As Malta was a part of the British Empire for more than 150 years, it’s not surprising that Maltese and British people still share a lot of similarities in the way they do things.
From how we drive our cars to the languages we speak, here’s how the Maltese and British have more in common than you might think!
1. Traditional Food
The love of good food is shared by both the British and Maltese, with local dishes being a topic of great pride for both nationalities. Whilst the British have the classic roast dinner, Maltese cooking includes favourites such as rabbit stew or bragioli. There are plenty of restaurants throughout the Maltese Islands that will serve a traditional English breakfast on the same menu as traditional Maltese fare such as a fenkata (rabbit). Beer, meanwhile, is a favourite drink for both the Maltese and the British, and is sold in both countries in pints instead of litres.
In Malta, English is a joint official language alongside Maltese, and is spoken fluently by most inhabitants of the islands, who often choose to switch between the two languages from one sentence to the next. There’s plenty in the Maltese language itself that has also taken inspiration from the English language.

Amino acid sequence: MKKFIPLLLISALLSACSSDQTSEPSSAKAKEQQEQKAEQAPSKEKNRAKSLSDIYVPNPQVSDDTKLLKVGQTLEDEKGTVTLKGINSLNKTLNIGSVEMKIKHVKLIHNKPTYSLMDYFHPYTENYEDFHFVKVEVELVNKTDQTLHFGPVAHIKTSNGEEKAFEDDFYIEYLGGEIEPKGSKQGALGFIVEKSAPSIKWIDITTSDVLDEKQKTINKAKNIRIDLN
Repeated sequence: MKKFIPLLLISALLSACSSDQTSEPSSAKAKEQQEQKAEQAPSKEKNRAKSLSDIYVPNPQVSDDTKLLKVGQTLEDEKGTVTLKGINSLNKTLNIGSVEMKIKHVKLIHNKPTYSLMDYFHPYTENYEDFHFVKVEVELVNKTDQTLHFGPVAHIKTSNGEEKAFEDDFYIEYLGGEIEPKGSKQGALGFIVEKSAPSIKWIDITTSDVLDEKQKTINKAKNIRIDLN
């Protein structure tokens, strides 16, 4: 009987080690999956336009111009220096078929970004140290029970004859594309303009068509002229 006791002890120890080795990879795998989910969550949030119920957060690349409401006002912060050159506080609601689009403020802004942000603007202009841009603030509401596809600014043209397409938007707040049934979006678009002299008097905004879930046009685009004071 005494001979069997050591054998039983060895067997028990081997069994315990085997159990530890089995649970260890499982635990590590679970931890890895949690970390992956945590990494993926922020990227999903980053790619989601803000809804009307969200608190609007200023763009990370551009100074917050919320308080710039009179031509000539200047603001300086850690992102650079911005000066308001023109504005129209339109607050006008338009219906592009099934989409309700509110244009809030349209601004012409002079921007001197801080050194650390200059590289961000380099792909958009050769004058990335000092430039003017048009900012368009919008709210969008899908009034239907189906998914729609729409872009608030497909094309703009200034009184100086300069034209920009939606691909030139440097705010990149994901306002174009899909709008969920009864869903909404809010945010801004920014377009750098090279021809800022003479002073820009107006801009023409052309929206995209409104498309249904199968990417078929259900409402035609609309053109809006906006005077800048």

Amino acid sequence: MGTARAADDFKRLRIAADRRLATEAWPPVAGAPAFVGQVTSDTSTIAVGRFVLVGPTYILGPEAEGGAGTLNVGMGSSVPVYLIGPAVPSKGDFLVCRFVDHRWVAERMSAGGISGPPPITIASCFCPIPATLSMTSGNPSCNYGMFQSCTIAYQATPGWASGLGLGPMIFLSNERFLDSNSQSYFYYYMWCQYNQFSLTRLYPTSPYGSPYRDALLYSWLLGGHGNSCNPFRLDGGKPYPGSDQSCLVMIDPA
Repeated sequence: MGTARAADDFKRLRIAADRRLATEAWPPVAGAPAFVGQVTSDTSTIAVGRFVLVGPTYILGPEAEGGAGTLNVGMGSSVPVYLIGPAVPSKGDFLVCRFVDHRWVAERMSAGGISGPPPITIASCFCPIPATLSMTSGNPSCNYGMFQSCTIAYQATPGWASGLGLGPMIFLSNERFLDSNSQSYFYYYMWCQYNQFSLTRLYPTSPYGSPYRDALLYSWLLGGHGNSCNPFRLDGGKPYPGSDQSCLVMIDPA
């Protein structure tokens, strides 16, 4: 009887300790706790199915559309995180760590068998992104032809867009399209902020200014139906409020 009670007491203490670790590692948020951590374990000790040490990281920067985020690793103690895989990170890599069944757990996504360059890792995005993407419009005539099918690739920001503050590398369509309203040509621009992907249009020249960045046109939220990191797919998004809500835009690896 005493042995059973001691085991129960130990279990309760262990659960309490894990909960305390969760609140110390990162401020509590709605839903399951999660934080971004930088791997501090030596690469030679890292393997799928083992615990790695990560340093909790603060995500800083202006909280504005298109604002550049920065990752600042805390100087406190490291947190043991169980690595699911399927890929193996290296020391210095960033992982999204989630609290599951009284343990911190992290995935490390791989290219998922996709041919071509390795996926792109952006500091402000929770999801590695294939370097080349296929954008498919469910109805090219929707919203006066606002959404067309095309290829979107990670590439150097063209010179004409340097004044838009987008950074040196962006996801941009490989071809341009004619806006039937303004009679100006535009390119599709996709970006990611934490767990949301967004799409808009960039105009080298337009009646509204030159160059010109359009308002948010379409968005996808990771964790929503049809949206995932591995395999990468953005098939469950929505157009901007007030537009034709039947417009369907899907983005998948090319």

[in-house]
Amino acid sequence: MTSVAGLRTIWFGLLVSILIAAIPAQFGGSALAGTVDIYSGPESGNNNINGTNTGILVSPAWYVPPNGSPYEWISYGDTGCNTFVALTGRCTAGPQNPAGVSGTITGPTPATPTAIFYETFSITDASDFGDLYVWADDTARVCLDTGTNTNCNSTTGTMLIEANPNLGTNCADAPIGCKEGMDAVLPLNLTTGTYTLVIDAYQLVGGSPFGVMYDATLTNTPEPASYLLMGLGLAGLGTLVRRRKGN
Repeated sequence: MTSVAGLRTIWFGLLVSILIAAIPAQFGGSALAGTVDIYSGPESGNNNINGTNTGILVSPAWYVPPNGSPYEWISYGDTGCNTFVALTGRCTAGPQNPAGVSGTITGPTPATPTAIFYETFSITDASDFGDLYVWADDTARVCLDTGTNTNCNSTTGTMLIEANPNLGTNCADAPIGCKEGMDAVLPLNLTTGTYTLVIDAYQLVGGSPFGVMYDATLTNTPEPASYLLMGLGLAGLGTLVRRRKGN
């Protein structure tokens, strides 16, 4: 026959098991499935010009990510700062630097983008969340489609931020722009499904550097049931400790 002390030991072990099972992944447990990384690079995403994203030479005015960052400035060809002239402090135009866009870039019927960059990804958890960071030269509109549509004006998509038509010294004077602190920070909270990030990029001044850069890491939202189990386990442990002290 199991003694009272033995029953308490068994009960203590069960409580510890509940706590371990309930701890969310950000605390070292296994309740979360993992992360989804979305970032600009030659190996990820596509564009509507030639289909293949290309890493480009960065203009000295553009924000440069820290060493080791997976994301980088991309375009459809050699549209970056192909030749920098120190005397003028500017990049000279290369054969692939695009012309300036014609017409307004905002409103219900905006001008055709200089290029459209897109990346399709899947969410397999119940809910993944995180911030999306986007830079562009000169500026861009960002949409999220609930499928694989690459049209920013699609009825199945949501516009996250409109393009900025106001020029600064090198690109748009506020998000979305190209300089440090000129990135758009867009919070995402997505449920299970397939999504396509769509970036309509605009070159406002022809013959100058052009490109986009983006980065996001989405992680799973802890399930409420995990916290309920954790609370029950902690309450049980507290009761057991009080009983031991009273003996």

Driving in Malta is on the left, just like in the UK. That means that all local cars are right-hand drive, unlike any other country throughout the rest of Europe. There are a number of British-made cars also used regularly by the Maltese, as well as vintage models that are reserved for special car shows.
This is a bit on the nerdy side, but still good to know! Malta is unique in Europe as being the only other country than the UK to use the ‘type G’ power socket, which is of British origin and works with a three-pin plug instead of a two. Go to any other European country and you will need to bring with you a plug adapter, but not so when travelling between Malta and England.
Vast shopping arcades with popular shopping chains such as Next, New Look or Topshop are enjoyed both by the Maltese and the British in their respective countries, and supermarkets such as Lidl also are essential grocery shopping outlets in both Malta and the UK.
6. Love of Fireworks
Both the British and the Maltese are well-known to love a good firework display. Whilst the Brits will light up the sky in a pre-set colourful display accompanied by classical music to celebrate Bonfire Night or New Year’s Eve, the Maltese will happily add fireworks to any event from local festas to weddings.